The Democratic Republic of Congo has undergone major internal crises and power struggles, including the coup d’état and civil war, since the 1990s, and has been the subject of interference and warfare from neighboring countries. Ethnic contradictions have been used and reinforced in the struggle for power and resources, and central authorities have had little control over the entire territory of the country.
Genocide and refugee crisis
The genocide of Tutsis in neighboring Rwanda in 1994 had major consequences for Congo, which was then called Zaïre. Over one million refugees, and eventually Hutu militias, sought refuge in eastern Zaire, primarily around Goma in Kivu. At the same time, Zaïre was on the brink of economic collapse because dictator Mobutu Sese Seko had stolen huge sums from the Treasury, and after many decades of mismanagement, the state apparatus was unable to cope with any kind of crisis.
Mobutu was close friend and longtime supporter of Rwanda President Habyarimana, who was hutu. When Habyarimana was killed in 1994, often seen as the trigger for the genocide, Zaïre supported the Hutu people in Rwanda. Hutu militias seeking refuge in Zaire after the genocide formed rebel groups east of the country when a Tutsi-dominated government took over in Rwanda.
Following the 1994 Rwanda genocide, the refugee situation in eastern Congo was unsustainable. Mostly, 1800 refugees died every day from illnesses and food and water shortages. Since then, Eastern Congo has been very vulnerable to insurgency and conflict.
Zaire also has a Tutsi population, the so-called banyama mules in southern Kivu and banyarwanda in northern Kivu. Especially banyamulenge groups were threatened by both Hutu militias and the Congolese army in Zaire and found military support in the new Tutsi regime in Rwanda. In October 1996, an armed uprising broke out in eastern Zaire.
The Civil War 1996–1997
The state collapse in Zaire and the aftermath of the Rwandan genocide formed the backdrop for the outbreak of the 1996 war. ensure. When certain ethnic groups feel absolutely threatened – such as in a genocide – this creates enormous fighting will.
More specifically, the uprising in 1996 was triggered by an ethnic land conflict in southern Kivu east of Zaire, where around 300,000 banyamulenge (Tutsis) had been deprived of their Zaire citizenship by 1981 in order to leave Zaire, which in practice made them state-run. and lawless. A group of armed banyamulenge attacked the Rwandan Hutum militia, Interahamwe, which was hiding in eastern Zaire, and Zaire government forces. Rwanda responded by invading North Kivu because they believed the Hutu forces in Zaïre were both attacking targets in Rwanda and working to overthrow the new regime there.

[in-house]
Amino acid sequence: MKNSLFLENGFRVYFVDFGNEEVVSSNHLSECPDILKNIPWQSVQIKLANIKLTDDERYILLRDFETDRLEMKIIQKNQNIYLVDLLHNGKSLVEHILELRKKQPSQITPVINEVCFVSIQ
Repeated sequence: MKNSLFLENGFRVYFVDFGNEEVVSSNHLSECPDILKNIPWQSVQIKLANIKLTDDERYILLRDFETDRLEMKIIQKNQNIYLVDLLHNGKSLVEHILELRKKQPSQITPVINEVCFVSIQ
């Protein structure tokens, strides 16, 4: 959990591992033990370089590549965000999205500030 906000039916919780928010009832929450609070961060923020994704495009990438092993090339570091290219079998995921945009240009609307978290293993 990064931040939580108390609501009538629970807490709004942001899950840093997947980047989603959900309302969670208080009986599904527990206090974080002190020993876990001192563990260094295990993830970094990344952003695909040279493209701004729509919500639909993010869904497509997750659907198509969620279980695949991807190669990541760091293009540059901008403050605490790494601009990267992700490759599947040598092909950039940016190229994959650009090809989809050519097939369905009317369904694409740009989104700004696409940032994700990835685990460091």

With support from Rwanda, the banyamulenge militia took control of parts of eastern Zaire in October-November 1996. The rebellion gathered several opponents of the Mobutus regime, under the umbrella of the Alliance des forces democratiques pour la libération du Congo-Kinshasa (AFDL), led by Laurent. Désiré Kabila.
The rebellion in eastern Zaire began in the fall of 1996, and soon the AFDL rebel group had conquered the provincial capital of Goma. On April 5, 1997, 4,000 soldiers gathered at Goma Airport to meet the leader Laurent Kabila.
The AFDL quickly took control of the provincial capitals of Bukavu and Goma, and moved further west and south. Despite a counter-offensive from Mobutu’s government, the rebels quickly took control of much of the country. When the strategically important cities of Kisangani and Lubumbashi fell, the UN drafted a ceasefire plan, but this was rejected by the insurgents, who continued the march towards the capital Kinshasa.
To end the war, the United States urged Mobutu to step down. Also South Africa under the leadership of Nelson Mandela attempt to mediate forward a negotiated solution, but the talks did not succeed. The cancer-sick Mobutu went into exile to Morocco on May 16, 1997, and the day after, the AFDL captured the capital Kinshasa. The rebel leader Kabila appointed himself president, and the deposed dictator died in exile later that year.
Kabila in power
Laurent-Désiré Kabila established a presidential government and abolished the prime minister’s post; political parties were banned for a transitional period. The country’s old name Congo was taken back and added to the Democratic Republic, although it was neither democratic nor particularly Republican, since Kabila was neither elected nor governed by state law.